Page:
“There’s a lot music that celebrates making money, and splurging if you have it. I’m inspired by those messages but at the same time don’t feel empowered. Money has set values, but to me there is no limit on human value. I’m rich without being rich. Even as we struggle, we grow. You are money. Invest…”
So waxes Jeremiah Jae on the subject of “Money”, the first single from his epic Brainfeeder full-length Raw Money Raps. Over a soft focus guitar loop and spaced out snaps, Jae flips from sun-bleached croon to a rapid beat-riding flow and then a chopped & screwed slur that practically oozes codeine.
These three vocal personae represent the songs three perspectives, says Jae, “1) The rich man expressing his disconnection with material life, 2) The poor man’s emotional struggle attaining and losing money, and 3) the dreamer who’s objective over everything is making money by any means necessary.”
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A (very) short film about alien archaeologists.
music by Monopoly
produced by Brainfeeder in association with
It wasn’t that long ago that Lapalux (a.k.a. Stuart Howard) was just another young UK producer perking up people’s ears with a hard-to-define mix of low-end-heavy, but undeniably experimental, sounds. Even when we tabbed him as a Bubblin’ Up artist last summer, largely on the strength on his then-fresh Many Faces Out of Focus EP, the full extent of his potential was only beginning to reveal itself. Then came this year’s When You’re Gone EP, released on Flying Lotus’ Brainfeeder imprint, which displayed a whole new level of sophistication and a real penchant for sonic whimsy. With this kind of skill at his disposal, we were curious to see exactly what Lapalux could do if tasked with putting together an exclusive mix for the XLR8R podcast series. Although he doesn’t actually DJ that often—he prefers to perform live—Lapalux quickly proves that’s he’s more than capable of assembling a compelling mix. His selections come from both sides of the Atlantic and could individually be tagged with an assortment of inadequate genre names—bass music, beat music, witch house, screw, experimental—but ultimately, it’s clear that they all bear some relationship to hip-hop while only rarely sounding anything like traditional rap music. He’s clearly taking notes from a rich palette of influences, and though this podcast still doesn’t allow us to put Lapalux in a neat little box, it does provide an interesting window into the sounds that make him tick.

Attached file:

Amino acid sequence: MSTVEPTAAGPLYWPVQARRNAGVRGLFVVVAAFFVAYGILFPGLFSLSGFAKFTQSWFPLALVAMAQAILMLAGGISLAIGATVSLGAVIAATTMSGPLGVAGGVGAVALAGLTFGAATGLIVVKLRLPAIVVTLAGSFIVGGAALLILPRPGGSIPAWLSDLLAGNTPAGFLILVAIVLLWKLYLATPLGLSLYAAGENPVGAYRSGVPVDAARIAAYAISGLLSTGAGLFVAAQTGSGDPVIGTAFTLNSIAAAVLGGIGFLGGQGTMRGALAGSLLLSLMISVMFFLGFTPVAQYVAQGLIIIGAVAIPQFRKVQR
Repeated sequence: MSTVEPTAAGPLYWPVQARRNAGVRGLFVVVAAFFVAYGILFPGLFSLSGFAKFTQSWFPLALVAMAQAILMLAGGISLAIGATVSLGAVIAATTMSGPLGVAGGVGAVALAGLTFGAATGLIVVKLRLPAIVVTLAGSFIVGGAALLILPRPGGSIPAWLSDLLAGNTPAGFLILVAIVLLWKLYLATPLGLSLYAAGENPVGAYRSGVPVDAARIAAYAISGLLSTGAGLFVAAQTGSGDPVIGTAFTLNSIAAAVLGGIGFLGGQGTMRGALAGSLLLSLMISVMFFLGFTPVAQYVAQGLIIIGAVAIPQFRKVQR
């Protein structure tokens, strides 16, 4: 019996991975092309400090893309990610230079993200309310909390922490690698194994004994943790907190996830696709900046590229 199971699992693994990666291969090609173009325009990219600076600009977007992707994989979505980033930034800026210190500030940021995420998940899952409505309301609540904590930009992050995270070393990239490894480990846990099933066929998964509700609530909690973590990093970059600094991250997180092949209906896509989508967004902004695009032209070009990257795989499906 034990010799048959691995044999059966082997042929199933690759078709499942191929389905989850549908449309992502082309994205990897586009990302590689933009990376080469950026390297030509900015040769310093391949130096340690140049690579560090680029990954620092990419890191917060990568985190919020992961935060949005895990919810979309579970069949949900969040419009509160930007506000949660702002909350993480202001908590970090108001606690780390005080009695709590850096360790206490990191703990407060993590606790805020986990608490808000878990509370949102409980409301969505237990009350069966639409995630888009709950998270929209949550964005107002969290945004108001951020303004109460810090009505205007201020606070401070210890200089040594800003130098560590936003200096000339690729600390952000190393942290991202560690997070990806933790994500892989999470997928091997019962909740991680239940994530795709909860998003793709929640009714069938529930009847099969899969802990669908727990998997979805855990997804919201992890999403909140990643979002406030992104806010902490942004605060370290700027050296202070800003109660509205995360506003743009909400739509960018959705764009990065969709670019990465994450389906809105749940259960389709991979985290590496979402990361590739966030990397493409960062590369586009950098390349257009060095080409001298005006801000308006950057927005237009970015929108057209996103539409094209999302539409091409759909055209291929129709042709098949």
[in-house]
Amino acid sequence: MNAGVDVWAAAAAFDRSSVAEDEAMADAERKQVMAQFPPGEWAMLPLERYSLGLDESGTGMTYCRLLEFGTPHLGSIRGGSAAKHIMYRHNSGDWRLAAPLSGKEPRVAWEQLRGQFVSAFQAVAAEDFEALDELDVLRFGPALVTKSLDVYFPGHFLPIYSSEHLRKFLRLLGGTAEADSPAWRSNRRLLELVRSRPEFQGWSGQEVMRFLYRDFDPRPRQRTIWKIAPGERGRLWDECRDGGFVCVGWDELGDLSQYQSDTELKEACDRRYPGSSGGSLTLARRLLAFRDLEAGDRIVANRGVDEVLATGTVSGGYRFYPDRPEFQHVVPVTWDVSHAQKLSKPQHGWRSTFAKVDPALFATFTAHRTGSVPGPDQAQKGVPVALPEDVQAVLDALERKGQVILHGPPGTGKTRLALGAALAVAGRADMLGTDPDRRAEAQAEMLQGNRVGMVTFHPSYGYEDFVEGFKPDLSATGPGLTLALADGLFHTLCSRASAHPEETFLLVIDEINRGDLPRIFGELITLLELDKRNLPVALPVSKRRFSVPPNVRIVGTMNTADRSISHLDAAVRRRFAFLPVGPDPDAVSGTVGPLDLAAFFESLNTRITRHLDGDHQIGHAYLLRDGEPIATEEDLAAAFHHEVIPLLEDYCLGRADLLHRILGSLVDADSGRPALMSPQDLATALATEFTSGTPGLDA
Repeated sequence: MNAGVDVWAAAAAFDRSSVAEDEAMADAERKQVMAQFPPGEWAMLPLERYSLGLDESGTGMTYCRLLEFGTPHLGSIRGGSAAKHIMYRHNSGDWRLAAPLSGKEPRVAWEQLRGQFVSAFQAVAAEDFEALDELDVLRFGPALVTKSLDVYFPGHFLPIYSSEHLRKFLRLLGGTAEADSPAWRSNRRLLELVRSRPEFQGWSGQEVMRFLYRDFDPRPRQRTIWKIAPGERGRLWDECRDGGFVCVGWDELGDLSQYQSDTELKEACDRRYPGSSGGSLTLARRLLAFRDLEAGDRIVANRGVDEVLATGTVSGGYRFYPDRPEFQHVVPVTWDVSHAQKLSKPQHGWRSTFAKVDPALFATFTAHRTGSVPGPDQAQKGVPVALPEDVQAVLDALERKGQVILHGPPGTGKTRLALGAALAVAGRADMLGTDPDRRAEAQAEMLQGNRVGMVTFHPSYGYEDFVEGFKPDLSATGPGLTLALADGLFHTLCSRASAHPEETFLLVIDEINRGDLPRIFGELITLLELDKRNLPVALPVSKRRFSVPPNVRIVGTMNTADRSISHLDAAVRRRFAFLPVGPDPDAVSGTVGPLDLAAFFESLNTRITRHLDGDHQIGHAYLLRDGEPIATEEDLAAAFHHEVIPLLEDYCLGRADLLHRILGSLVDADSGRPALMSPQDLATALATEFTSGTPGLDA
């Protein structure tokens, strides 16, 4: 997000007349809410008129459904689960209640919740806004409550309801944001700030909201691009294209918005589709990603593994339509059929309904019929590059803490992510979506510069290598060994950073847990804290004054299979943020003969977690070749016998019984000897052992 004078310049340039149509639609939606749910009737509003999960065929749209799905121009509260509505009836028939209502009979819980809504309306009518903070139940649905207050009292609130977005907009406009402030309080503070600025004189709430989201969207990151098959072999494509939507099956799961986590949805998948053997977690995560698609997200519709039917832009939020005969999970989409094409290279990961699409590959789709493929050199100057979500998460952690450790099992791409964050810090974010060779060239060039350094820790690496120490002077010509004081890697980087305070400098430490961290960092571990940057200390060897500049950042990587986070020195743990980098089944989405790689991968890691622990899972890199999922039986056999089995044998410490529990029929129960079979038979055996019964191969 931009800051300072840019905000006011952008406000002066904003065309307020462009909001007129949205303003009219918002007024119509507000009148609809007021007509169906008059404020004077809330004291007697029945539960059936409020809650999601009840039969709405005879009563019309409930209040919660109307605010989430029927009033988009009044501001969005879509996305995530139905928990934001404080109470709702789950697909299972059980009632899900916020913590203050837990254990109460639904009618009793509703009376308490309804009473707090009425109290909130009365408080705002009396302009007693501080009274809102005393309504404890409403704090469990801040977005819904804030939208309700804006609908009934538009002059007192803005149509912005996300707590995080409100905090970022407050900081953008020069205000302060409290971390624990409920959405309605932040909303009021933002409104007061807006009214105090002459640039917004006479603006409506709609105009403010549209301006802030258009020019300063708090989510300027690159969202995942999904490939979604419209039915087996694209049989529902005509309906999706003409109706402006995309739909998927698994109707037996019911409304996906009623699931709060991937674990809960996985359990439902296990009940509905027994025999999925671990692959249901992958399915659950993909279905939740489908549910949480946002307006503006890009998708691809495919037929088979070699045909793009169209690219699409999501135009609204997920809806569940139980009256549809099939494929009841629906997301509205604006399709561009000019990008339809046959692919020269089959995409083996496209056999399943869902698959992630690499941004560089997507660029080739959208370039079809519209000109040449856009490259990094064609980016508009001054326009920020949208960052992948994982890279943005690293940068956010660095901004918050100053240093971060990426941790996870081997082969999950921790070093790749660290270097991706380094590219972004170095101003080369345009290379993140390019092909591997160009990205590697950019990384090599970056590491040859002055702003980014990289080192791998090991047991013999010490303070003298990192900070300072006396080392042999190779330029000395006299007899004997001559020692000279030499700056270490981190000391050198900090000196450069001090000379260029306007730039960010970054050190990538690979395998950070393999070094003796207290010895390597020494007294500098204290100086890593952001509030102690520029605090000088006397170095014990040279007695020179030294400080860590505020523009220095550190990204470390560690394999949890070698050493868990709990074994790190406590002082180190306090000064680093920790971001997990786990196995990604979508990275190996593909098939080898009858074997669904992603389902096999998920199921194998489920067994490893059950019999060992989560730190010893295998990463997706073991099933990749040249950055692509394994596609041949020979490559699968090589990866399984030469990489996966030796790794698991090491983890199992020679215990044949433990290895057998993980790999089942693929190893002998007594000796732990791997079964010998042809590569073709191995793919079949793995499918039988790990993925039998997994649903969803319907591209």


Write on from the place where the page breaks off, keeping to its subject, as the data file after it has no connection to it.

01 Cepia “L2″ (Ghostly International)